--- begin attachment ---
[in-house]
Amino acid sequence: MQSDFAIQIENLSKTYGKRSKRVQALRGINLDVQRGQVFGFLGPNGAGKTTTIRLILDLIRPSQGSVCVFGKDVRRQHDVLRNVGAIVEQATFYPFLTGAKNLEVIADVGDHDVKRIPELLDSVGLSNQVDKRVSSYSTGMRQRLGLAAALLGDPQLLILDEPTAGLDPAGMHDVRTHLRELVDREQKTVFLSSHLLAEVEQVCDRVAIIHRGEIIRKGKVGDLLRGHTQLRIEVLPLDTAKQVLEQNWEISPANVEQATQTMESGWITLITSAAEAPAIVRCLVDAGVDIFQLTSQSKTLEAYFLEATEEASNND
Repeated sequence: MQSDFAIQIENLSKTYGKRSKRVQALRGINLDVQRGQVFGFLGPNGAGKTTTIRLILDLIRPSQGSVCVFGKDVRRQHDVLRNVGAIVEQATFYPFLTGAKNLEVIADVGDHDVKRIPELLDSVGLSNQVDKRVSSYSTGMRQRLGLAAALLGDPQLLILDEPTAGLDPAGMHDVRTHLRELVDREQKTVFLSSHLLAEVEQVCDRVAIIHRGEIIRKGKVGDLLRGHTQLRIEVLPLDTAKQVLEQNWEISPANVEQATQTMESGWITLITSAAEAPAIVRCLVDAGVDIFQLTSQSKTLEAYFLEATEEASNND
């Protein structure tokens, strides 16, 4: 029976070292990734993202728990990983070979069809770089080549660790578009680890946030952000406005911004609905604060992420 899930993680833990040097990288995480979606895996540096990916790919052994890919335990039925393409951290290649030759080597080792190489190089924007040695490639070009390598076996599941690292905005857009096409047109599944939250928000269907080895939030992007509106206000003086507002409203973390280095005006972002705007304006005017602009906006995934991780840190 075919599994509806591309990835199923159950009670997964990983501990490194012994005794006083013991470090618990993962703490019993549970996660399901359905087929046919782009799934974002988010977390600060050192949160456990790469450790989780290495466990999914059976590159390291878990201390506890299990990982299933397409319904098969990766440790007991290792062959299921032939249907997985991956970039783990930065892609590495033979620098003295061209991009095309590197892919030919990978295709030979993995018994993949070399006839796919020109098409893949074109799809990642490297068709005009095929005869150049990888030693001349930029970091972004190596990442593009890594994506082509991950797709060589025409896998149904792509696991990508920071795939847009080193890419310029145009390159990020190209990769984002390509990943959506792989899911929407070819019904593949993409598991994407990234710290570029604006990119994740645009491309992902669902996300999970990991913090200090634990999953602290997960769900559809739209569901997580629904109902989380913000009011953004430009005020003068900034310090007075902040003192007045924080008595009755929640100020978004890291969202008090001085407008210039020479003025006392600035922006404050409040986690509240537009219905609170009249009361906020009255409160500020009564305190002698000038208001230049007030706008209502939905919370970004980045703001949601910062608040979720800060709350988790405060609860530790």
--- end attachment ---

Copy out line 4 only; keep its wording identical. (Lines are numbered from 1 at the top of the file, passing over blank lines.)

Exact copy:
């Protein structure tokens, strides 16, 4: 029976070292990734993202728990990983070979069809770089080549660790578009680890946030952000406005911004609905604060992420 899930993680833990040097990288995480979606895996540096990916790919052994890919335990039925393409951290290649030759080597080792190489190089924007040695490639070009390598076996599941690292905005857009096409047109599944939250928000269907080895939030992007509106206000003086507002409203973390280095005006972002705007304006005017602009906006995934991780840190 075919599994509806591309990835199923159950009670997964990983501990490194012994005794006083013991470090618990993962703490019993549970996660399901359905087929046919782009799934974002988010977390600060050192949160456990790469450790989780290495466990999914059976590159390291878990201390506890299990990982299933397409319904098969990766440790007991290792062959299921032939249907997985991956970039783990930065892609590495033979620098003295061209991009095309590197892919030919990978295709030979993995018994993949070399006839796919020109098409893949074109799809990642490297068709005009095929005869150049990888030693001349930029970091972004190596990442593009890594994506082509991950797709060589025409896998149904792509696991990508920071795939847009080193890419310029145009390159990020190209990769984002390509990943959506792989899911929407070819019904593949993409598991994407990234710290570029604006990119994740645009491309992902669902996300999970990991913090200090634990999953602290997960769900559809739209569901997580629904109902989380913000009011953004430009005020003068900034310090007075902040003192007045924080008595009755929640100020978004890291969202008090001085407008210039020479003025006392600035922006404050409040986690509240537009219905609170009249009361906020009255409160500020009564305190002698000038208001230049007030706008209502939905919370970004980045703001949601910062608040979720800060709350988790405060609860530790």